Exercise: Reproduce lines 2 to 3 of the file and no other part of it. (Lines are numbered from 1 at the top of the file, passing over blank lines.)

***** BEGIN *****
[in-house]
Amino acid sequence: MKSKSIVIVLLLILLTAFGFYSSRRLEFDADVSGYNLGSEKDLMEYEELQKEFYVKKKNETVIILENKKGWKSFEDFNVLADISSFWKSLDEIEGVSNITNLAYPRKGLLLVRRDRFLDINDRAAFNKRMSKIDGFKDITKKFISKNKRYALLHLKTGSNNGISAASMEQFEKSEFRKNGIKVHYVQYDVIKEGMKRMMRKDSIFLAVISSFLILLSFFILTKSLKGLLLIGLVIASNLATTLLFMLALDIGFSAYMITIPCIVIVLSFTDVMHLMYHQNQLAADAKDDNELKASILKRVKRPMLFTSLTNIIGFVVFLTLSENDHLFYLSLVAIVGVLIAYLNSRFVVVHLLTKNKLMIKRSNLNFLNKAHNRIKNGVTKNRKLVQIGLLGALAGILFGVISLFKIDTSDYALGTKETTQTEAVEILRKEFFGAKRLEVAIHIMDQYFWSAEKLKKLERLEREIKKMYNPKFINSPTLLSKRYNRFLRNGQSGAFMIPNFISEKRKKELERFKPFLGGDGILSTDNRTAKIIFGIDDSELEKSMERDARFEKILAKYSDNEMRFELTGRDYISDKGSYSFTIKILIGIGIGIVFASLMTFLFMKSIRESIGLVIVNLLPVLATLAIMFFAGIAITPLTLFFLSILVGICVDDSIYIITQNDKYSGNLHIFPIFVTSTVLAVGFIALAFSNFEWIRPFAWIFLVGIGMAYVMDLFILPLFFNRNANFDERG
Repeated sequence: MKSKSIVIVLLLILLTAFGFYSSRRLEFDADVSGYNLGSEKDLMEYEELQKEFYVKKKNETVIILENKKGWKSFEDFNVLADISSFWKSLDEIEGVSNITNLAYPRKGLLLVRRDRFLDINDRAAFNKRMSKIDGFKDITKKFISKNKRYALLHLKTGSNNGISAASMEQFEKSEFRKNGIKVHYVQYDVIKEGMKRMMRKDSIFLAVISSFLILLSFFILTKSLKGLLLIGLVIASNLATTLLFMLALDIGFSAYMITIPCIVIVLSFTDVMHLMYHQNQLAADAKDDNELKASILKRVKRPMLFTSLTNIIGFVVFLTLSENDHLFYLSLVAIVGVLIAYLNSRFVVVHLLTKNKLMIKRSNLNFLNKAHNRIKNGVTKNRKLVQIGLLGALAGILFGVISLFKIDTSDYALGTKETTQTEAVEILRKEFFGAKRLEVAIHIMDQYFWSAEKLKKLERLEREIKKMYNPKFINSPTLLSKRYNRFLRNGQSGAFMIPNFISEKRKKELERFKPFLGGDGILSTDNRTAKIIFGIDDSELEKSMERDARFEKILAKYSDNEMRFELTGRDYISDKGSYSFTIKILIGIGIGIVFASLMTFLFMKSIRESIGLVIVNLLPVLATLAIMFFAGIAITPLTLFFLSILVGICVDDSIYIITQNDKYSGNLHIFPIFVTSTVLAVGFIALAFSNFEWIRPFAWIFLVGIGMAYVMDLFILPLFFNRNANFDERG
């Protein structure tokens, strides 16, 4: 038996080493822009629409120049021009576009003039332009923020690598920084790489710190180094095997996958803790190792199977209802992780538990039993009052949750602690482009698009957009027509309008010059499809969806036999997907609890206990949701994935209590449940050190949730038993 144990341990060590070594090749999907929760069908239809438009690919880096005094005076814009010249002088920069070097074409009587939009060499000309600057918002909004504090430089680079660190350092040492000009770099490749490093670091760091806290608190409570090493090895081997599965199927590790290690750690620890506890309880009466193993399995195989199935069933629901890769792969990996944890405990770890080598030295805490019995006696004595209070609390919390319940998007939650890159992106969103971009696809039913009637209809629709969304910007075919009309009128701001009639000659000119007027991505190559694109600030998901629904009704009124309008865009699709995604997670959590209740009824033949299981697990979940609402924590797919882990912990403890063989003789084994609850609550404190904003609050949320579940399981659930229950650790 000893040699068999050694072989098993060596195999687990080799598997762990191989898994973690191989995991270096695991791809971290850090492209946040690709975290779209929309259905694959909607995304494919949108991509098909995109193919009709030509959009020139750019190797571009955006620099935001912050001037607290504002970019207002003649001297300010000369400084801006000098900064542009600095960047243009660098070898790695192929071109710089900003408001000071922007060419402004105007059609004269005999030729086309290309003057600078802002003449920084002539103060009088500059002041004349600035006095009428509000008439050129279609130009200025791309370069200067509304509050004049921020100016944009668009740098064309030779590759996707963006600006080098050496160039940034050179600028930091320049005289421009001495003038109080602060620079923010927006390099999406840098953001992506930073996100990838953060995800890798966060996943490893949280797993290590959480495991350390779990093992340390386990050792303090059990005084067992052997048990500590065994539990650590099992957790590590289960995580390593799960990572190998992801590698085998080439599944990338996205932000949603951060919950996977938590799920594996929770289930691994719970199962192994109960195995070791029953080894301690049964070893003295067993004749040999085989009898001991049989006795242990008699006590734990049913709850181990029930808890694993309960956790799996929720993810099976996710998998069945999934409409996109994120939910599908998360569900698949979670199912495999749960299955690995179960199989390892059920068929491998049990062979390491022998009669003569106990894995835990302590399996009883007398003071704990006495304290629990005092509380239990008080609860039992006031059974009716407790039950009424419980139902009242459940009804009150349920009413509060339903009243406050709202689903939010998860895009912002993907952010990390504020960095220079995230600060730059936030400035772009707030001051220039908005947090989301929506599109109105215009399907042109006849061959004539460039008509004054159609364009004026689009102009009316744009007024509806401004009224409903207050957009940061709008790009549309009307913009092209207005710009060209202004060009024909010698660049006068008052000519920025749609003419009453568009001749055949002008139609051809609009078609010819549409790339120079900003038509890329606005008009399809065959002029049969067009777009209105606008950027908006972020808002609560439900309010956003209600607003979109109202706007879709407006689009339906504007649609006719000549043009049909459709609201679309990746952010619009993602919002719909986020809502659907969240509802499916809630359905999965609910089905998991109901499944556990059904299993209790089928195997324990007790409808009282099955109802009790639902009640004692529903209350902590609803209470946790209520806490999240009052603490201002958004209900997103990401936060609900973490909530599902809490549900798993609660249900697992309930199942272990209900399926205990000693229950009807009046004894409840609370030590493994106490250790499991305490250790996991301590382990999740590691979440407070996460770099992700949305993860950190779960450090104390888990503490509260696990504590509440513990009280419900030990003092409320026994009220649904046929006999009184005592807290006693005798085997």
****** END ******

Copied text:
Amino acid sequence: MKSKSIVIVLLLILLTAFGFYSSRRLEFDADVSGYNLGSEKDLMEYEELQKEFYVKKKNETVIILENKKGWKSFEDFNVLADISSFWKSLDEIEGVSNITNLAYPRKGLLLVRRDRFLDINDRAAFNKRMSKIDGFKDITKKFISKNKRYALLHLKTGSNNGISAASMEQFEKSEFRKNGIKVHYVQYDVIKEGMKRMMRKDSIFLAVISSFLILLSFFILTKSLKGLLLIGLVIASNLATTLLFMLALDIGFSAYMITIPCIVIVLSFTDVMHLMYHQNQLAADAKDDNELKASILKRVKRPMLFTSLTNIIGFVVFLTLSENDHLFYLSLVAIVGVLIAYLNSRFVVVHLLTKNKLMIKRSNLNFLNKAHNRIKNGVTKNRKLVQIGLLGALAGILFGVISLFKIDTSDYALGTKETTQTEAVEILRKEFFGAKRLEVAIHIMDQYFWSAEKLKKLERLEREIKKMYNPKFINSPTLLSKRYNRFLRNGQSGAFMIPNFISEKRKKELERFKPFLGGDGILSTDNRTAKIIFGIDDSELEKSMERDARFEKILAKYSDNEMRFELTGRDYISDKGSYSFTIKILIGIGIGIVFASLMTFLFMKSIRESIGLVIVNLLPVLATLAIMFFAGIAITPLTLFFLSILVGICVDDSIYIITQNDKYSGNLHIFPIFVTSTVLAVGFIALAFSNFEWIRPFAWIFLVGIGMAYVMDLFILPLFFNRNANFDERG
Repeated sequence: MKSKSIVIVLLLILLTAFGFYSSRRLEFDADVSGYNLGSEKDLMEYEELQKEFYVKKKNETVIILENKKGWKSFEDFNVLADISSFWKSLDEIEGVSNITNLAYPRKGLLLVRRDRFLDINDRAAFNKRMSKIDGFKDITKKFISKNKRYALLHLKTGSNNGISAASMEQFEKSEFRKNGIKVHYVQYDVIKEGMKRMMRKDSIFLAVISSFLILLSFFILTKSLKGLLLIGLVIASNLATTLLFMLALDIGFSAYMITIPCIVIVLSFTDVMHLMYHQNQLAADAKDDNELKASILKRVKRPMLFTSLTNIIGFVVFLTLSENDHLFYLSLVAIVGVLIAYLNSRFVVVHLLTKNKLMIKRSNLNFLNKAHNRIKNGVTKNRKLVQIGLLGALAGILFGVISLFKIDTSDYALGTKETTQTEAVEILRKEFFGAKRLEVAIHIMDQYFWSAEKLKKLERLEREIKKMYNPKFINSPTLLSKRYNRFLRNGQSGAFMIPNFISEKRKKELERFKPFLGGDGILSTDNRTAKIIFGIDDSELEKSMERDARFEKILAKYSDNEMRFELTGRDYISDKGSYSFTIKILIGIGIGIVFASLMTFLFMKSIRESIGLVIVNLLPVLATLAIMFFAGIAITPLTLFFLSILVGICVDDSIYIITQNDKYSGNLHIFPIFVTSTVLAVGFIALAFSNFEWIRPFAWIFLVGIGMAYVMDLFILPLFFNRNANFDERG